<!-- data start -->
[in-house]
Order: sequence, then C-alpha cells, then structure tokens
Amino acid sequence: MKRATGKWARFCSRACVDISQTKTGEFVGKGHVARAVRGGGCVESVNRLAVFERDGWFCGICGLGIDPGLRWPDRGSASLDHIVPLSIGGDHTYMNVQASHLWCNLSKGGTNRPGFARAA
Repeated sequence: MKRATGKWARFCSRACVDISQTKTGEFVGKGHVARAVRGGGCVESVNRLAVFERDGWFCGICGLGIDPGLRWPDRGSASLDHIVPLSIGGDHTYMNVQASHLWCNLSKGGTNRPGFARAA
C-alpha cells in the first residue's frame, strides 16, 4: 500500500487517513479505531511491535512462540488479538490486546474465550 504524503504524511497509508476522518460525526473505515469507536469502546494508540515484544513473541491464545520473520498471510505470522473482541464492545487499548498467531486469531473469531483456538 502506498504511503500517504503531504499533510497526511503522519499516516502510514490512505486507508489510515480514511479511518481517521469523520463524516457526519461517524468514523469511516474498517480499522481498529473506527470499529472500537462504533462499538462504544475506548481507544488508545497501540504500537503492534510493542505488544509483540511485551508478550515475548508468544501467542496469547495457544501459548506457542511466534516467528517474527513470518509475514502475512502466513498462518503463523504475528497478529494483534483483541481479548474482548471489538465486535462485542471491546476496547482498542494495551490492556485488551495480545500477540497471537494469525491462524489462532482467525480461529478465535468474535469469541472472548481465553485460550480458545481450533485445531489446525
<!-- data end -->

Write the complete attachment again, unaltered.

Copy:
[in-house]
Order: sequence, then C-alpha cells, then structure tokens
Amino acid sequence: MKRATGKWARFCSRACVDISQTKTGEFVGKGHVARAVRGGGCVESVNRLAVFERDGWFCGICGLGIDPGLRWPDRGSASLDHIVPLSIGGDHTYMNVQASHLWCNLSKGGTNRPGFARAA
Repeated sequence: MKRATGKWARFCSRACVDISQTKTGEFVGKGHVARAVRGGGCVESVNRLAVFERDGWFCGICGLGIDPGLRWPDRGSASLDHIVPLSIGGDHTYMNVQASHLWCNLSKGGTNRPGFARAA
C-alpha cells in the first residue's frame, strides 16, 4: 500500500487517513479505531511491535512462540488479538490486546474465550 504524503504524511497509508476522518460525526473505515469507536469502546494508540515484544513473541491464545520473520498471510505470522473482541464492545487499548498467531486469531473469531483456538 502506498504511503500517504503531504499533510497526511503522519499516516502510514490512505486507508489510515480514511479511518481517521469523520463524516457526519461517524468514523469511516474498517480499522481498529473506527470499529472500537462504533462499538462504544475506548481507544488508545497501540504500537503492534510493542505488544509483540511485551508478550515475548508468544501467542496469547495457544501459548506457542511466534516467528517474527513470518509475514502475512502466513498462518503463523504475528497478529494483534483483541481479548474482548471489538465486535462485542471491546476496547482498542494495551490492556485488551495480545500477540497471537494469525491462524489462532482467525480461529478465535468474535469469541472472548481465553485460550480458545481450533485445531489446525